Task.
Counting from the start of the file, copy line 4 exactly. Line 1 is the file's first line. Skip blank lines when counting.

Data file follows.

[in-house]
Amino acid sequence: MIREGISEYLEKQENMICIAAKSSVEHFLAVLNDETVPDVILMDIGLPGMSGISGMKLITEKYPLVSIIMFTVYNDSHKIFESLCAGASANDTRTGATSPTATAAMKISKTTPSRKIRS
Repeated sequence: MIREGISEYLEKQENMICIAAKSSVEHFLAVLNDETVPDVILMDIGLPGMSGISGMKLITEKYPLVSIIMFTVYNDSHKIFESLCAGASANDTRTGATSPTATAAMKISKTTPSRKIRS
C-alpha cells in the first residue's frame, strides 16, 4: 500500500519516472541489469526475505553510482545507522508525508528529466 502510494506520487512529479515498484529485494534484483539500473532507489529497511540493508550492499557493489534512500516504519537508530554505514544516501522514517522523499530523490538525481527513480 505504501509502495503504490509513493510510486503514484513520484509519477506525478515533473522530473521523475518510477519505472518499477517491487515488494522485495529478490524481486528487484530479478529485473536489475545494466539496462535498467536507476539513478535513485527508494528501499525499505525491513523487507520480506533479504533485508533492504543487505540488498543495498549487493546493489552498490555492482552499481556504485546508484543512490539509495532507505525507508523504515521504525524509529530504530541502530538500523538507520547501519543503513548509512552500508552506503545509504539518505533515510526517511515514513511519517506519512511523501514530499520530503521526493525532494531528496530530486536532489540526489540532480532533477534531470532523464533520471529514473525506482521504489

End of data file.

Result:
C-alpha cells in the first residue's frame, strides 16, 4: 500500500519516472541489469526475505553510482545507522508525508528529466 502510494506520487512529479515498484529485494534484483539500473532507489529497511540493508550492499557493489534512500516504519537508530554505514544516501522514517522523499530523490538525481527513480 505504501509502495503504490509513493510510486503514484513520484509519477506525478515533473522530473521523475518510477519505472518499477517491487515488494522485495529478490524481486528487484530479478529485473536489475545494466539496462535498467536507476539513478535513485527508494528501499525499505525491513523487507520480506533479504533485508533492504543487505540488498543495498549487493546493489552498490555492482552499481556504485546508484543512490539509495532507505525507508523504515521504525524509529530504530541502530538500523538507520547501519543503513548509512552500508552506503545509504539518505533515510526517511515514513511519517506519512511523501514530499520530503521526493525532494531528496530530486536532489540526489540532480532533477534531470532523464533520471529514473525506482521504489